He thus enunciated Gay-Lussac's law, stated some months later by Joseph Louis Gay-Lussac. In the two or three years following the reading of these essays, he published several papers on similar topics, that on the absorption of gases by water and other liquids (1803), containing his law of partial pressures, now known as Dalton's law.
The most important of all Dalton's investigations are those concerned with the atomic theory in chemistry, with which his name is inseparably associated. It has been proposed that this theory was suggested to him either by researches on ethylene (olefiant gas) and methane (carburetted hydrogen) or by analysis of nitrous oxide (protoxide of azote) and nitrogen dioxide (deutoxide of azote), both views resting on the authority of Thomas Thomson. However, a study of Dalton's own laboratory notebooks, discovered in the rooms of the Lit & Phil, concluded that the idea of atomic structure arose in his mind as a purely physical concept, forced upon him by studying the physical properties of the atmosphere and other gases. He realized that chemical combination consists of the interaction of atoms of definite and characteristic weight (or definite proportions).
The first published indications of this idea are to be found at the end of his paper on the absorption of gases (mentioned above), which was read on October 21, 1803, though not published until 1805. In it, he says:
Why does not water admit its bulk of every kind of gas alike? This question I have duly considered, and though I am not able to satisfy myself completely I am nearly persuaded that the circumstance depends on the weight and number of the ultimate particles of the several gases.
He proceeds to give what has been quoted as his first table of atomic weights, but in his laboratory notebooks there is an earlier one dated 1803 in which he sets out the relative weights of the atoms of a number of substances, derived from analysis of water, ammonia, carbon dioxide, and so forth by chemists of the time.
It appears, then, that confronted with the problem of calculating the relative diameter of the atoms of which, he was convinced, all gases were made, he used the results of chemical analysis. Assisted by the assumption that combination always takes place in the simplest possible way, he arrived at the idea that chemical combination takes place between particles of different weights—a concept that differentiated his theory from the historic speculations of the early Greeks.
In attempting to understand how atoms may combine with one another, Dalton took into account the law of definite proportions, expressed by French chemist Joseph Proust. According to this law, the combining of chemical elements to form compounds takes place in certain well-defined proportions, rather than mixing in just any proportion. Careful study of the actual numerical values of these proportions led Dalton to propose his law of multiple proportions, which was confirmed by experimentation. These laws became important steps toward his formulation of the atomic theory.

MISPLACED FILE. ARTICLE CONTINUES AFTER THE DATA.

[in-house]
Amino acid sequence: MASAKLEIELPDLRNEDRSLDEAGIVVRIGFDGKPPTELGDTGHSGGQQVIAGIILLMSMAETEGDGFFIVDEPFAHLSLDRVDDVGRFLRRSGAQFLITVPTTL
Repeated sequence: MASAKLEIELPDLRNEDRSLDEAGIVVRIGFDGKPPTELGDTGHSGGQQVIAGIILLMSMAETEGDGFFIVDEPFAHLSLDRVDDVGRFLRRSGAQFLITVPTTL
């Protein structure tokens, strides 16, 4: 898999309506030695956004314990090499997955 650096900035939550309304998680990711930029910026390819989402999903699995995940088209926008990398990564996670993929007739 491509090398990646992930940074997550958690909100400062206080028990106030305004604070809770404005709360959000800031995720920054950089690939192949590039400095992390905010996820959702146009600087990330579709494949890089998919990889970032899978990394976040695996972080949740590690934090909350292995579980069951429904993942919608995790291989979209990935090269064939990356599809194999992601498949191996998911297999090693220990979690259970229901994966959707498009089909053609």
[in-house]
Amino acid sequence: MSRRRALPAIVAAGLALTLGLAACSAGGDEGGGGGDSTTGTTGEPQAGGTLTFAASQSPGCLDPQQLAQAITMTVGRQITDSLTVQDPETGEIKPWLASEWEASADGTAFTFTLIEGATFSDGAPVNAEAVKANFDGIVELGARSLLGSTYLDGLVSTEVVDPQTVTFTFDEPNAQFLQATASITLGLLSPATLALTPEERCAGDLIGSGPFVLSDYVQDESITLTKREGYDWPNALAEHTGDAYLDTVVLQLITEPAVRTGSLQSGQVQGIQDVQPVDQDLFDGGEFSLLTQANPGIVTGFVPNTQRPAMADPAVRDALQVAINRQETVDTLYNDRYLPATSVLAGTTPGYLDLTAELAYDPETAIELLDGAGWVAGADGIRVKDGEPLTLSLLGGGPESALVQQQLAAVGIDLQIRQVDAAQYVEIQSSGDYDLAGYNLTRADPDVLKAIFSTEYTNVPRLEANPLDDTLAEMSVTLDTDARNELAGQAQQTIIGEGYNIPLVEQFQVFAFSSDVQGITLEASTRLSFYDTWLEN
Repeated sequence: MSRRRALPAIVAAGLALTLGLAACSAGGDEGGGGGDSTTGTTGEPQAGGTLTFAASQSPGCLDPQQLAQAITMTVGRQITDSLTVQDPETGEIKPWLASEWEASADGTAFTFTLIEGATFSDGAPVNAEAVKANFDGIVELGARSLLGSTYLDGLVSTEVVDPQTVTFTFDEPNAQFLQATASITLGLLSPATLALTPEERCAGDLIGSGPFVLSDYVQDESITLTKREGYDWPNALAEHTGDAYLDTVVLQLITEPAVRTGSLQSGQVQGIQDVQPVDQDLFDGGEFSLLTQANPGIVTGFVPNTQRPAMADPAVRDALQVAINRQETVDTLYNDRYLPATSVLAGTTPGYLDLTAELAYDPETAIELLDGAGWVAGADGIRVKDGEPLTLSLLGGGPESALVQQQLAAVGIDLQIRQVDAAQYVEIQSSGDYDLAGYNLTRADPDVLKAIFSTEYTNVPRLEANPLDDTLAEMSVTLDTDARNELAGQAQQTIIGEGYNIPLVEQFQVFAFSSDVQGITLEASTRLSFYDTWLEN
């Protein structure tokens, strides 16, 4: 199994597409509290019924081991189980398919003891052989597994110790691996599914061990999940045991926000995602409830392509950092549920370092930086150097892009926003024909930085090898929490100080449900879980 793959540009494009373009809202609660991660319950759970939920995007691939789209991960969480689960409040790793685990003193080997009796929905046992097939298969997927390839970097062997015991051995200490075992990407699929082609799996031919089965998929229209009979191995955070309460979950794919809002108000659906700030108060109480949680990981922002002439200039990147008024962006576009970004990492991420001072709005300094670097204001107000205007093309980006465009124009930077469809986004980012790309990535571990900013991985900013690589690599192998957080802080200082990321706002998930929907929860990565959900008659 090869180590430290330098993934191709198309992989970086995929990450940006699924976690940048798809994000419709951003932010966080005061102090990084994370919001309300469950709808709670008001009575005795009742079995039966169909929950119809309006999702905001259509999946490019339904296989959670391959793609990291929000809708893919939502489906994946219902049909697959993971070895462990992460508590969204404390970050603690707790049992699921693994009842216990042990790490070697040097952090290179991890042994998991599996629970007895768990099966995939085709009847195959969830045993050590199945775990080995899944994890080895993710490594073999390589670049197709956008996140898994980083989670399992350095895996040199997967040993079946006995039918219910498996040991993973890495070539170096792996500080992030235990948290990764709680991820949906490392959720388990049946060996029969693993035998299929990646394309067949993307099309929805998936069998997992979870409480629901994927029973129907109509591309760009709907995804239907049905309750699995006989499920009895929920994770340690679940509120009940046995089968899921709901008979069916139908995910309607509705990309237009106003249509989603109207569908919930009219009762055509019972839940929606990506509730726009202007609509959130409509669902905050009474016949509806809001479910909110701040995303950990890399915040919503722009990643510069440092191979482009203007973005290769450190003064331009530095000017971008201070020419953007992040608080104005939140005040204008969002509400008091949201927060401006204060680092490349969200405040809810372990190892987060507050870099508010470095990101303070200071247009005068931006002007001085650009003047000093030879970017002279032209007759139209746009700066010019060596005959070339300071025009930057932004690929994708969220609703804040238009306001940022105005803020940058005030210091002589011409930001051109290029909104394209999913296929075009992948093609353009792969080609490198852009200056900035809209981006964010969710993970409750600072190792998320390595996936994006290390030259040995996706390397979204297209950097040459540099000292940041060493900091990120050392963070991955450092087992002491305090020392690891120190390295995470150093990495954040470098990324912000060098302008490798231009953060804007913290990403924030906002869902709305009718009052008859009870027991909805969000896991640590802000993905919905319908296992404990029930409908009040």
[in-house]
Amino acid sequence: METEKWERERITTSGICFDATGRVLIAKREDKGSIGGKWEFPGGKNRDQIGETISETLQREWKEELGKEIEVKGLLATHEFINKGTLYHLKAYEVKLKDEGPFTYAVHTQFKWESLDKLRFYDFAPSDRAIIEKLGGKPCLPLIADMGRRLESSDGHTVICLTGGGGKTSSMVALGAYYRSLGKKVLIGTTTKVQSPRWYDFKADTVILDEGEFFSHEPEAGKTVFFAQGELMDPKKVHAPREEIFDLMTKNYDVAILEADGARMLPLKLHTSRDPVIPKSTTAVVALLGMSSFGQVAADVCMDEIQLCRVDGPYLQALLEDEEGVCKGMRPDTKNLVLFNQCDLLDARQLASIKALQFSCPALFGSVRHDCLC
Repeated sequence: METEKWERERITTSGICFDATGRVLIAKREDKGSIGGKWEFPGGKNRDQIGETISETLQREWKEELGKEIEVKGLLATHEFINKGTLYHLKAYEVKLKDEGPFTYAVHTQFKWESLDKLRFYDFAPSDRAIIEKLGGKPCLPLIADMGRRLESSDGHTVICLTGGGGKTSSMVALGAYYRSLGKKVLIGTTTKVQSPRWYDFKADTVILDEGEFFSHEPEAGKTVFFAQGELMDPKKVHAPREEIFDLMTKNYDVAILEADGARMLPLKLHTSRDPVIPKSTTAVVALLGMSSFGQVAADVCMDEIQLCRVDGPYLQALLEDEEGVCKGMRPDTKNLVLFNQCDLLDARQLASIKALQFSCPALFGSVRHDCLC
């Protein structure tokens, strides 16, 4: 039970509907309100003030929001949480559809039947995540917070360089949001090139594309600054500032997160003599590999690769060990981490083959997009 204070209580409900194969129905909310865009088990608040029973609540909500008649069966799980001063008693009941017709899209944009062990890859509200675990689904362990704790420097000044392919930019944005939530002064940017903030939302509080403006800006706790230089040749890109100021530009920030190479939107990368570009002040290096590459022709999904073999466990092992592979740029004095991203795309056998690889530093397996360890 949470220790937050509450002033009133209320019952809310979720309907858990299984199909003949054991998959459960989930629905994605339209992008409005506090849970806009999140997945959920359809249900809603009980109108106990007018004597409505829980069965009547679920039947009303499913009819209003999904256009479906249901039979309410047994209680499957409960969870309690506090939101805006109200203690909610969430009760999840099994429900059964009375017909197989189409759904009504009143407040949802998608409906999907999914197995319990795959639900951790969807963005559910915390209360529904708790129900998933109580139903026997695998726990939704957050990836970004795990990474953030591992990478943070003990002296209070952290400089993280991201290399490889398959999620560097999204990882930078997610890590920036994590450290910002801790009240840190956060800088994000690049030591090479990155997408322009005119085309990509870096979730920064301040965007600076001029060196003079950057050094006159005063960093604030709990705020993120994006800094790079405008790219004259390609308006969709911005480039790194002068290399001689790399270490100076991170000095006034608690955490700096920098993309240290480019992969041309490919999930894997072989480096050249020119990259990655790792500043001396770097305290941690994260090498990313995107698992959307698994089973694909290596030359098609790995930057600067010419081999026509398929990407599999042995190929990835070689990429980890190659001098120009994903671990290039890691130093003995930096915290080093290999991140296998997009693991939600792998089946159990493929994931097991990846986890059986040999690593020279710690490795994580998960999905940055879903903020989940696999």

Dalton hypothesized the structure of compounds can be represented in whole number ratios. So, one atom of element X combining with one atom of element Y is a binary compound. Furthermore, one atom of element X combining with two elements of Y or vice versa, is a ternary compound. Dalton used his own symbols to visually represent the atomic structure of compounds. These were published in his chemistry text, New System of Chemical Philosophy (1808), in which he listed a number of elements and common compounds. Many of those compounds were listed correctly, but others were not.
Dalton acquired many of his ideas from the work of other chemists, including Antoine Lavoisier and William Higgins. He, however, was the first to put the ideas into a universal atomic theory, which was undoubtedly his greatest achievement.
The five main points of Dalton's atomic theory may be stated as follows:
Unfortunately, Dalton had an additional statement that prevented his theory from being accepted for many years: “When atoms combine in only one ratio...it must be presumed to be a binary one, unless some cause appear to the contrary."
Dalton had no evidence to support this statement from his theory and it caused him to wrongly assume that the formula for water was OH and ammonia was NH. As a result, Dalton's experimental data did not support many of the conclusions he drew from it.
Amazingly, all but two of the statements in his atomic theory are still believed to be true by scientists today. The statement that "atoms cannot be subdivided, created, or destroyed into smaller particles when they are combined, separated, or rearranged in chemical reactions" is inconsistent with nuclear fusion and fission reactions, but these processes are nuclear reactions, not chemical reactions. In addition, the statement that "all atoms of a given element are identical in their physical and chemical properties" is not precisely true, as different isotopes of an element have varying numbers of neutrons in their nuclei, though the number of protons remains the same.
Dalton communicated his atomic theory to Thomson who, by consent, included an outline of it in the third edition of his System of Chemistry (1807), and Dalton gave a further account of it in the first part of the first volume of his New System of Chemical Philosophy. The second part of this volume appeared in 1810, but the first part of the second volume was not issued till 1827, though the printing of it began in 1817. This delay is not explained by any excess of care in preparation, for much of the matter was out of date and the appendix giving the author's latest views is the only portion of special interest. The second part of the second volume never appeared.